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United States Court of Appeals For the Eighth Circuit ___________________________ No. 21-2984 ___________________________ Jonathan Edwards; Carla Edwards lllllllllllllllllllllPlaintiffs - Appellants v. Skylift, Inc. lllllllllllllllllllllDefendant - Appellee ____________ Appeal from United States District Court for the Eastern District of Arkansas - Central ____________ Submitted: June 14, 2022 Filed: July 12, 2022 ____________ Before LOKEN, ARNOLD, and KELLY, Circuit Judges. ____________ ARNOLD, Circuit Judge. After Jonathan Edwards was injured by a machine that Skylift, Inc., manufactured and sold, he sued Skylift claiming that the machine was defective and unreasonably dangerous and that Skylift negligently designed it. The district court1 1 The Honorable Billy Roy Wilson, United States District Judge for the Eastern District of Arkansas. rejected these claims and granted summary judgment to Skylift—a determination that Edwards appeals. Reviewing his contentions de novo, see Apex Oil Co. v. Jones Stephens Corp., 881 F.3d 658, 660 (8th Cir. 2018), we affirm. The accident occurred while Edwards was employed by Entergy Arkansas, LLC. On the night of the accident, he was part of a crew of employees that was cleaning storm debris in a Little Rock neighborhood. To assist with the cleanup, the crew used a digger derrick that Skylift manufactured in 2010 and later sold. The district court found, and Edwards does not dispute the finding, that this particular model was designed to be narrow enough to travel through tight spots, such as down small alleyways and trails or through backyard gates. The machine's top-heaviness can render it unstable in certain circumstances. The machine had a boom that could be raised and rotated. To ensure that it remained stable while the boom was in operation, the machine featured an interlock system that prevented the user from operating the boom unless the user deployed the machine's stabilizing outriggers. But the user could override the interlock system with the flip of a switch located on the machine. Skylift's expert testified that the override switch isn't intended for operator use in the field but is installed so that certain parts of the machine can be accessed during maintenance. Skylift warned users not to operate the boom without the outriggers deployed. The machine's operations manual said, in red capital letters sandwiched between two red "WARNING" alerts, that the "boom must remain in stowed position until outriggers are deployed." Meanwhile, Entergy gave its employees a training manual informing them that "outriggers shall be used to level and stabilize the vehicle before the boom is lifted." It also trained its employees on the use of diggers like the one here and on the proper use of outriggers, specifically instructing them that "[o]utriggers shall always be used." -2- At the time of the accident, Edwards was rigging a downed pole to the digger derrick's boom while another Entergy employee, Jeremy Gray, operated the digger derrick. Gray intentionally flipped the override switch and moved the boom without first deploying the outriggers. The machine became unstable and tipped over on top of Edwards, seriously injuring him. Edwards claims that the machine contained design defects that rendered it unreasonably dangerous. More specifically, he asserts that the machine's override switch should have been accessible only by a key that should not be taken into the field, or that the machine should have sounded alarms or flashed light to warn bystanders that a user had flipped the override switch. Arkansas substantive law applies in this diversity case. See Apex Oil, 881 F.3d at 660. Under that law, the manufacturer or seller of a product is strictly liable for damages if it supplies a product that is "in a defective condition that rendered it unreasonably dangerous," and the defective condition proximately causes harm to a person or to property. See Ark. Code Ann. § 16-116-101(a). After determining that the machine was not defective, the court also held that the machine was not unreasonably dangerous because Edwards, Gray, and the rest of the crew knew the hazards of operating the machine without deploying the outriggers. Edwards does not dispute that the crew knew of this danger, and he bears the burden of proving that the machine was unreasonably dangerous. See Pilcher v. Suttle Equip. Co., 223 S.W.3d 789, 794 (Ark. 2006). We agree with the court's conclusion that Edwards has not produced sufficient evidence to support a finding that the digger derrick was unreasonably dangerous as Arkansas defines that phrase, and so we need not decide whether the machine's design was defective. A product is unreasonably dangerous under Arkansas law if it is "dangerous to an extent beyond that which would be contemplated by the ordinary and reasonable buyer, consumer, or user who acquires or uses the product, assuming -3- the ordinary knowledge of the community or of similar buyers, users, or consumers as to its characteristics, propensities, risks, dangers, and proper and improper uses." See Ark. Code. Ann. § 16-116-202(7)(A); see also Apex Oil, 881 F.3d at 661. The definition goes on to emphasize the importance of a product user's actual knowledge, and requires a factfinder to consider "any special knowledge, training, or experience possessed by the particular buyer, user, or consumer or which he or she was required to possess." See Ark. Code Ann. § 16-116-202(7)(A). According to Arkansas courts, this means that where the record reveals that "the actual plaintiff sitting in the courtroom" subjectively knew that the use in question was dangerous, then it is the plaintiff's subjective knowledge, rather than that of an ordinary user, that controls. See Mason v. Mitcham, 382 S.W.3d 717, 720 (Ark. Ct. App. 2011) (citing Berkeley Pump Co. v. Reed-Joseph Land Co., 653 S.W.2d 128, 133 (Ark. 1983)). The record here shows that Edwards, Gray, and the rest of the cleanup crew all knew that operating the machine without deploying the outriggers was dangerous. Yet Gray flipped the override switch without doing so. Given this knowledge of the danger at issue, we agree with the district court that the product was not unreasonably dangerous, i.e., "dangerous to an extent beyond that which" was actually contemplated by the machine's users. Edwards does little to confront this glaring deficiency in his claim, focusing instead on the feasibility of adding certain features to the machine that he says would have prevented the accident. While that approach may work in other jurisdictions, it is not at home in a jurisdiction like Arkansas whose relevant statute adopts a so-called "consumer expectations" standard, see Mason, 382 S.W.3d at 720; see also Robert F. Thompson, The Arkansas Products Liability Statute: What Does "Unreasonably Dangerous" Mean in Arkansas?, 50 Ark. L. Rev. 663, 666 (1998), a standard taken "substantially verbatim" from the Restatement (Second) of Torts § 402A. See Berkeley Pump, 653 S.W.2d at 131. And under that standard, only dangers beyond the contemplation of the buyers and users will render a product unreasonably -4- dangerous. Since Edwards and the rest of the crew knew the danger of operating the digger derrick's boom without first deploying the outriggers, under Arkansas law, the machine wasn't unreasonably dangerous. Edwards resists this conclusion with one argument that warrants additional discussion. He says that Skylift is arguing that the machine's danger was open and obvious but that Arkansas courts have expressly declined to adopt an open-andobvious rule that would permit manufacturers and sellers to supply obviously defective and unreasonably dangerous products. See Forrest City Mach. Works, Inc. v. Aderhold, 616 S.W.2d 720, 722–23 (Ark. 1981). The district court did not have an opportunity to address this argument because Edwards did not raise it until his reply brief to our court. In fact, in his response to Skylift's motion for summary judgment before the district court, he actually argued that the override switch "does not rise to the level of open and obvious." Edwards misstates Skylift's position. Skylift simply maintains that Edwards knew the risks the machine posed and so he failed to make out a case under the statute. If Edwards is intimating that our conclusion in Skylift's favor necessarily implies that we are endorsing a discredited defense, he is off the mark. Our conclusion rests squarely on Edwards's actual knowledge and owes nothing to an inference that Edwards knew or should have known of a danger because it was open and obvious, cf. Lockley v. Deere & Co., 933 F.2d 1378, 1382 (8th Cir. 1991); see also Larson Mach., Inc. v. Wallace, 600 S.W.2d 1, 8 (Ark. 1980), and in fact it wasn't as Edwards admits. The Arkansas courts, as do we for that matter, routinely apply the plain statutory language and hold that defendants are entitled to judgment when a plaintiff fails to show that a product was not unreasonably dangerous given the knowledge of the actual plaintiff or ordinary user of the product. That is all we do here. See, e.g., Apex Oil, 881 F.3d at 661; Mason, 382 S.W.3d at 720; Purina Mills, Inc. v. Askins, 875 S.W.2d 843, 847 (Ark. 1994); Berkeley Pump, 653 S.W.2d at 133. -5- We now turn to Edwards's claim that Skylift negligently designed the machine. In his complaint Edwards asserted that Skylift was negligent both in its design of the machine and in failing to warn of its dangers. But Edwards clarifies on appeal that he is not pursuing a failure-to-warn claim "related to any operator's manuals or stickers on the machine itself." He is instead maintaining that the machine's failure to include audio or visual warnings are shortcomings in the machine's design. We therefore take him to be raising a single negligence claim based on the machine's design rather than asserting two separate negligence claims, one based on design and the other based on a failure to warn. Arkansas recognizes that a plaintiff may assert both strict-liability and negligence claims in a product-liability action. See W.M. Bashlin Co. v. Smith, 643 S.W.2d 526, 529 (Ark. 1982). The Arkansas Supreme Court has explained that negligence occurs when "the defendant has failed to use the care that a reasonably careful person would use under circumstances similar to those shown by the evidence in the case." See Wagner v. Gen. Motors Corp., 258 S.W.3d 749, 754 (Ark. 2007). To demonstrate negligence, the plaintiff must show that the defendant breached a legal duty to the plaintiff, and that the breach proximately causes the plaintiff harm. See id. at 753–54. No one disputes that Gray used the digger derrick improperly and that the machine was safe when properly used. It is also undisputed that Skylift adequately warned against using the machine in the unsafe manner that it was used here, and that if Skylift's instructions had been heeded, the accident would not have happened. Edwards admits that the machine was intended to be used by, and actually was used by, people who had been trained to use the machine properly and who actually knew that using the machine without its outriggers was dangerous. And Edwards does not convincingly argue that the machine fell short of contemporary industry standards; in fact, Edwards's expert may well have admitted they satisfied those standards. As the Arkansas Supreme Court once explained, "[r]ealization after an accident that a -6- machine might have been manufactured in a different way to possibly eliminate the accident should not bear on the determination of negligence." See Verson Allsteel Press Co. v. Garner, 547 S.W.2d 411, 415 (Ark. 1977). We think a similar hindsight bias is at work here in Edwards's argument. We therefore agree with the district court that no reasonable jury could find that Skylift negligently designed the digger derrick. Finally, Edwards challenges the district court's failure to consider an affidavit he submitted and an affidavit submitted by his expert on the ground that those affidavits were shams. "An affidavit is a sham affidavit if it contradicts prior testimony or is a sudden and unexplained revision of testimony that creates an issue of fact where none existed before," but this does not include an affidavit that "merely explains portions of a prior deposition that may have been unclear." See Button v. Dakota, Minn. & E. R.R. Corp., 963 F.3d 824, 830 (8th Cir. 2020). Reviewing the affidavits ourselves and the parties' arguments about them, we fail to see how, even if the court did err (a matter we do not decide), those affidavits would affect the outcome of this case. We see nothing in them that calls into question our determinations that the machine was not unreasonably dangerous under Arkansas law or that Skylift did not negligently design it, and so we do not think reversal is warranted. Affirmed. ______________________________ -7-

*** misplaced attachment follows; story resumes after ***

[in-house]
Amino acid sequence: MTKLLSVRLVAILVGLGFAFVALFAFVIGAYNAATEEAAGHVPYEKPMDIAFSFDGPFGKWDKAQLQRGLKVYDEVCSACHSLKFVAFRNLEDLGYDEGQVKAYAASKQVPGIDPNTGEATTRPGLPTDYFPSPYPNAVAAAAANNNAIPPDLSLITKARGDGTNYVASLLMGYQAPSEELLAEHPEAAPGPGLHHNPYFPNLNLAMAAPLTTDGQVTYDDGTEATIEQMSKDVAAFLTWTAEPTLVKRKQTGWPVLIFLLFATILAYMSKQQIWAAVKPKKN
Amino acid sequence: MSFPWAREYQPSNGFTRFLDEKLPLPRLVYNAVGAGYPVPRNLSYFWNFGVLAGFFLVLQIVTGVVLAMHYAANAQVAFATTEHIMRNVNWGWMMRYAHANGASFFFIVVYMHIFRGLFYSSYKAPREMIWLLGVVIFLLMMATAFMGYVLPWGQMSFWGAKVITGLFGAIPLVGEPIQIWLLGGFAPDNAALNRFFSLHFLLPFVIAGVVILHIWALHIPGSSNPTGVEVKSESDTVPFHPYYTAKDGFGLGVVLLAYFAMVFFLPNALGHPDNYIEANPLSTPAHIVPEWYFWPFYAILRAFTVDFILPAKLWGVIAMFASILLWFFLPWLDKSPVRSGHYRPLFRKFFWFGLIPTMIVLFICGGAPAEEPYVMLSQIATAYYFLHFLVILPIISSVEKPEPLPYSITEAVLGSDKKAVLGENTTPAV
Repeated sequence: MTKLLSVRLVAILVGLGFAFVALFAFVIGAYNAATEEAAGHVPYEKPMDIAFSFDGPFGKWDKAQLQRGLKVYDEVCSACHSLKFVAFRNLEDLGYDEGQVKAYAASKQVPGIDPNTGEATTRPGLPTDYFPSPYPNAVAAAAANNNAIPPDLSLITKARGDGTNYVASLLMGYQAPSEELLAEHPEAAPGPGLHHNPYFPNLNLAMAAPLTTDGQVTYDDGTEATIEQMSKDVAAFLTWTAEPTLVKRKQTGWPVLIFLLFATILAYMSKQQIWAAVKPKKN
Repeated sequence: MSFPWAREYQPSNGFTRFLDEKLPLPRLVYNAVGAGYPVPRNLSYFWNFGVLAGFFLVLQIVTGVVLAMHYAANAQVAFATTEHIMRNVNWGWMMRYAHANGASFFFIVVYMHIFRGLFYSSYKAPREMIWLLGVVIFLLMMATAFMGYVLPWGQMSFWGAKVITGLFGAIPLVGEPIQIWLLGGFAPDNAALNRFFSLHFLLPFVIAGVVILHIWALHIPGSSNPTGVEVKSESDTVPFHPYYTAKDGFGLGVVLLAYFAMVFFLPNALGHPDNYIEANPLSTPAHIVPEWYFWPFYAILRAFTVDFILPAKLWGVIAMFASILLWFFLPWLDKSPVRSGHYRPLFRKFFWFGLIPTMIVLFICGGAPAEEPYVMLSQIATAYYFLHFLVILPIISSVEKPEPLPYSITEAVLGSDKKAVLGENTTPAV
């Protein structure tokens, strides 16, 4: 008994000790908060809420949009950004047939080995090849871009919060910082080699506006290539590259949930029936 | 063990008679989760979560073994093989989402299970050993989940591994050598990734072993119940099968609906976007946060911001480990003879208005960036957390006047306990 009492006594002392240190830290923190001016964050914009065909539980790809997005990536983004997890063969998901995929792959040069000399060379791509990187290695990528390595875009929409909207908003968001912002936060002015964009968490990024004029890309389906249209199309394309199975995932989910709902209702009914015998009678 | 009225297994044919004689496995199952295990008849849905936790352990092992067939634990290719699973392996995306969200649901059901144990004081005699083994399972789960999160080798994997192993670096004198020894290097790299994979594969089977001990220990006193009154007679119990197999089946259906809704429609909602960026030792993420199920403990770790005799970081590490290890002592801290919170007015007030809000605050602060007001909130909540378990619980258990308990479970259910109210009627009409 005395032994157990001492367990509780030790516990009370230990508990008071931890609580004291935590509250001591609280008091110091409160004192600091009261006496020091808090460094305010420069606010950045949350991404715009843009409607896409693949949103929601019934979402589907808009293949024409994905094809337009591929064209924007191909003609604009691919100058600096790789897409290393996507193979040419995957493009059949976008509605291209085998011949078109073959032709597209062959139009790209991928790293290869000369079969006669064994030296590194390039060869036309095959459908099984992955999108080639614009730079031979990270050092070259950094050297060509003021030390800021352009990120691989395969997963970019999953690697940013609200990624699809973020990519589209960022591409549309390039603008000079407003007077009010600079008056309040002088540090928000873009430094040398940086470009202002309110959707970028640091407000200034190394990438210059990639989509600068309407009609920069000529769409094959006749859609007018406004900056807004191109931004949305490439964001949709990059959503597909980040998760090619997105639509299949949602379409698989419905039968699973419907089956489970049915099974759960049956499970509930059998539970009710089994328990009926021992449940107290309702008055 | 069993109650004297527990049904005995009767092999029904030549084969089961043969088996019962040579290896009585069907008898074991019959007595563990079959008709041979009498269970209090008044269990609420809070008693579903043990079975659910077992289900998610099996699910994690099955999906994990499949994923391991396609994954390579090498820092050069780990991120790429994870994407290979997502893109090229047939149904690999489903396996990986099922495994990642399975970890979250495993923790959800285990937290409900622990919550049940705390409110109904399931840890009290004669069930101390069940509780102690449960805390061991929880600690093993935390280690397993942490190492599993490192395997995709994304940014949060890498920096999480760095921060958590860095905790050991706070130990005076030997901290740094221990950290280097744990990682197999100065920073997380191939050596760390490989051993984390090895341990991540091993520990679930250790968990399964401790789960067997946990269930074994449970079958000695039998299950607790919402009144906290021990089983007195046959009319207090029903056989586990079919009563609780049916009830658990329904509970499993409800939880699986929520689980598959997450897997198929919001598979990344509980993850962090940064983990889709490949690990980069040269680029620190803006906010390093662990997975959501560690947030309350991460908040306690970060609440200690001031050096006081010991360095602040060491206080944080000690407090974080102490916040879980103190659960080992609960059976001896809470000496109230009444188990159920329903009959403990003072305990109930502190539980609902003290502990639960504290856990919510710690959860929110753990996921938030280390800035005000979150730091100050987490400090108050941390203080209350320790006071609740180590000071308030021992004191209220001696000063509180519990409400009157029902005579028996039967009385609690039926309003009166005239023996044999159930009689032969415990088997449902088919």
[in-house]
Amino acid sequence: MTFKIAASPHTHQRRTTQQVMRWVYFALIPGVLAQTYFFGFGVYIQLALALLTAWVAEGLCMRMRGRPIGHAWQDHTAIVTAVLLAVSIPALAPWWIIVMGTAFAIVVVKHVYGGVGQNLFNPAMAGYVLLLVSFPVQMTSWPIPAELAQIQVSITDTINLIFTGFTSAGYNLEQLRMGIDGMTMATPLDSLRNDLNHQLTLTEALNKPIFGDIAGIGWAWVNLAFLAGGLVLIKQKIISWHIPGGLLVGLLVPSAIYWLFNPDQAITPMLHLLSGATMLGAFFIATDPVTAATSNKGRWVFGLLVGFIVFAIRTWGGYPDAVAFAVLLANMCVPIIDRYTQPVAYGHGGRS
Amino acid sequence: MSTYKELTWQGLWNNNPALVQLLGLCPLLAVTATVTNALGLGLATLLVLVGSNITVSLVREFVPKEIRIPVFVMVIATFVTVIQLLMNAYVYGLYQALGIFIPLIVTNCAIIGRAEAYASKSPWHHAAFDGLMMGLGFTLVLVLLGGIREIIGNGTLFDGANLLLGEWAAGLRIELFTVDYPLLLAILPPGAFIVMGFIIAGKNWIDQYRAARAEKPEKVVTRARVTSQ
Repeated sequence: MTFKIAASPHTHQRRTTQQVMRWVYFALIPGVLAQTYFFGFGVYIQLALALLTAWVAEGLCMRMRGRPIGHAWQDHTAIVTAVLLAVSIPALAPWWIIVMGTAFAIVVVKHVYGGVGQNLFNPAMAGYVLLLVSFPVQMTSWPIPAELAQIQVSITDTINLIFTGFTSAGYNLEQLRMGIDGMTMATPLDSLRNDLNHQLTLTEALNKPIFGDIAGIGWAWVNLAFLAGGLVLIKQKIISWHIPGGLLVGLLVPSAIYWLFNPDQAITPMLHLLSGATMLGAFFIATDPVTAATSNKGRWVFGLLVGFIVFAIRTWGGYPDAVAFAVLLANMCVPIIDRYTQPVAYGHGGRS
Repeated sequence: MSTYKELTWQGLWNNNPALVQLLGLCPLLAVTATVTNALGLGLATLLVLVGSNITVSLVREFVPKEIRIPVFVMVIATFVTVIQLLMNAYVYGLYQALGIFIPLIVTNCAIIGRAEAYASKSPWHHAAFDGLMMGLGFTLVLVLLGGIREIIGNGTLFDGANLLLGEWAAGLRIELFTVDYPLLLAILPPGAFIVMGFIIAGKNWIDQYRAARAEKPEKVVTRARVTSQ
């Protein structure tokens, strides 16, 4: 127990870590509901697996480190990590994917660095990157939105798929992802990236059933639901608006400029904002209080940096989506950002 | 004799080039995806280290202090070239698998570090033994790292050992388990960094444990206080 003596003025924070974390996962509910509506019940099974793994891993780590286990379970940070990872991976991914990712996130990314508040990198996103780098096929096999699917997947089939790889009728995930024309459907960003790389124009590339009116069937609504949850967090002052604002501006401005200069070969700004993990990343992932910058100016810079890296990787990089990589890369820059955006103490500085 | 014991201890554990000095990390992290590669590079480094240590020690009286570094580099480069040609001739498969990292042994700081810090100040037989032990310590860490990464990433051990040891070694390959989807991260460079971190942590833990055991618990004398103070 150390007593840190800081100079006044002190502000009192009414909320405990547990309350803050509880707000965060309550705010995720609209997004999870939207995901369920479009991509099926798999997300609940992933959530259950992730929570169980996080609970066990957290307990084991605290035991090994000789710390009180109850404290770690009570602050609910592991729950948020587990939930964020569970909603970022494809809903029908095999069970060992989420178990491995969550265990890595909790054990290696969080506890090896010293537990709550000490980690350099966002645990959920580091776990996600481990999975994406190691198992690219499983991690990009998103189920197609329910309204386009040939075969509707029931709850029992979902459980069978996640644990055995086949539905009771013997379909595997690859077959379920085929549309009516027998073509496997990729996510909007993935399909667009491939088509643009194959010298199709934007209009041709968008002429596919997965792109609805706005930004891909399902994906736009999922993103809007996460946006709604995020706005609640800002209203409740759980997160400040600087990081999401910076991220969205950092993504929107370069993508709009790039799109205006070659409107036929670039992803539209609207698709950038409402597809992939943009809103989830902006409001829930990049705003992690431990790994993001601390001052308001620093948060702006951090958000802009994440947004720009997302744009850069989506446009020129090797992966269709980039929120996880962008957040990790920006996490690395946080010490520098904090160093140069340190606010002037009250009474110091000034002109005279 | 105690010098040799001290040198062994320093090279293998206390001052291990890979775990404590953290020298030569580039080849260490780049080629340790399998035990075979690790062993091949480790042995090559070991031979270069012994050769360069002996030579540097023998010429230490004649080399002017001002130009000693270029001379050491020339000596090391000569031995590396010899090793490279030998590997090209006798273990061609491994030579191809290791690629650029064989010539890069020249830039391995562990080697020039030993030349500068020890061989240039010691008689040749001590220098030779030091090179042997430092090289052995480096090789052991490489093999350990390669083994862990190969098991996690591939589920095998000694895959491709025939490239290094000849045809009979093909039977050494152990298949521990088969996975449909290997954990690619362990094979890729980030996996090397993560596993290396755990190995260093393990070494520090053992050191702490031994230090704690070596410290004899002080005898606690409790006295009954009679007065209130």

Primary Holding
The Eighth Circuit affirmed the district court’s ruling granting summary judgment to Skylift in Plaintiff’s defective product claims against the company. The court held that that the product was not unreasonably dangerous.